Perceptual knowledge is strictly automatic and it deals with our senses – see, feel, touch, smell, and taste. With your sense perceptions, you can use reason and thus obtain basic knowledge. For example, I know that the grass is green because I see it or I know that I am cold because I feel it. This type of personal knowledge is more justified than belief because it is from experience, and based on reasoning. A clear distinction should be made between experience and knowledge. Even though knowledge can be obtained from experience, not all knowledge has to be based on experience. For example, I do not actually need to have experienced snow to know what snow is. Experience is only an aspect of perceptual knowledge. Why do I know that the grass is green? It is because I see it. Perception is a first hand knowledge, and by means of reason to obtain knowledge is thus more reliable and certain than belief. Using reason instead of emotion to gain knowledge can be more accurate. However, It is also true that your perceptions may deceive you. For example, you could be colorblind and the green of the grass you see is different from the green that I see. However, this is all relative because even for the color blind, growing up, he or she has learned that the name of that specific color for what they see is green. To the color blind, the grass will still and always be green. The important point is that the personal knowledge is gained using reasoning. For instance, warm water to a cold hand will feel hot. This is your perception deceiving you. The water feels hotter than it really is because of the cold hands. This deception can be in turn justified with reason. Using reason, the knower can justify knowledge by determining that the water is really hotter than it seems to their hands.
Perceptual knowledge is direct and immediate. It does not influence the way the information in interpreted. Thus, emotion is not used in gaining knowledge. Only in your mind is the direct knowledge translated into personal beliefs. Everyone can share a common knowledge, but the differences in the interpretations are between the personal ideas on an individual basis. There are many ways to know something, and the verb “to know” is used in a variety of conditions. The other type of knowledge, analytical knowledge, is based on logic. Logic is the study of the validity of reasoning, of what is correct or incorrect. Aristotle first used syllogisms to test reasoning and logic. An example of syllogism is if all men are liars, and Socrates is a man; therefore, Socrates is a liar. However, the truth of this statement depends on the word “if”. Only if all men were liars would then Socrates be a liar. This is using reasoning to attain knowledge, of the potential fact that Socrates is a liar. If there is sufficient evidence, or enough reason, to support this, then this must be justified. For example, if Socrates has lied in the past, this provides the confirmation that Socrates is a liar. This type of knowledge described is factual prepositional knowledge; it is to know that something is what it is. The two distinctive types of knowledge are both based on the use of reason instead of personal emotion.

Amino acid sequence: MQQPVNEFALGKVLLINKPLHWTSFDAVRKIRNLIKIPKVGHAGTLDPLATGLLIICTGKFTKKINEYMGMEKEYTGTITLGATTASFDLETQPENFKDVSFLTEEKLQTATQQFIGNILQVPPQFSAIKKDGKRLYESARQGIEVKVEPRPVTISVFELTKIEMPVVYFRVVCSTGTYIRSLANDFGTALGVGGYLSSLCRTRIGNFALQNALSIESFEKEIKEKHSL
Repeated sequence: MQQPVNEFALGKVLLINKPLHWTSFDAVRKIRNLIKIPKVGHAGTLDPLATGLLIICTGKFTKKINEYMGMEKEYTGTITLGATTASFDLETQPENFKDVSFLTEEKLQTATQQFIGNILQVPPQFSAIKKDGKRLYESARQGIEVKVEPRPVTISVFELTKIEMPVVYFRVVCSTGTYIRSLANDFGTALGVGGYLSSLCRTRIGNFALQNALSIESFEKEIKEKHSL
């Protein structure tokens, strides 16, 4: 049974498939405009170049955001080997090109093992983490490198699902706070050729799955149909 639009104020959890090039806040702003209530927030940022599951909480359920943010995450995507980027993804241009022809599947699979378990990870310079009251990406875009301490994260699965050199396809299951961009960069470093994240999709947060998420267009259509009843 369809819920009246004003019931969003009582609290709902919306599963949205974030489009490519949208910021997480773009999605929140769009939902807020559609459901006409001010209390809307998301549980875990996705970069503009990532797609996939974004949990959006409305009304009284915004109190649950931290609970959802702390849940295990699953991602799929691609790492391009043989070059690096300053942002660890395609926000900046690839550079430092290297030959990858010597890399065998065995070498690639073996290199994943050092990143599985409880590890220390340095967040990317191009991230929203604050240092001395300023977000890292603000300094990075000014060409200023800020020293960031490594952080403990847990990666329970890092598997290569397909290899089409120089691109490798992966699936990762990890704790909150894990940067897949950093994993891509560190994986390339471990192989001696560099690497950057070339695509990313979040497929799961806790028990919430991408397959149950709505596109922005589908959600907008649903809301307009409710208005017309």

Certain people have very defined view in which they are emotionally committed. They know that their personal view is the absolute truth, thus view everything else with a closed mind. However, emotions bias our perception, and the knower should keep an open mind for reasoned arguments. However, there are always exceptions in which we should use our mind to judge the morals to feel sympathetic, for example, and therefore use emotion over reason. In order to make the most rational decision, the knower should take into consideration the situation and use a balance of reason and emotion.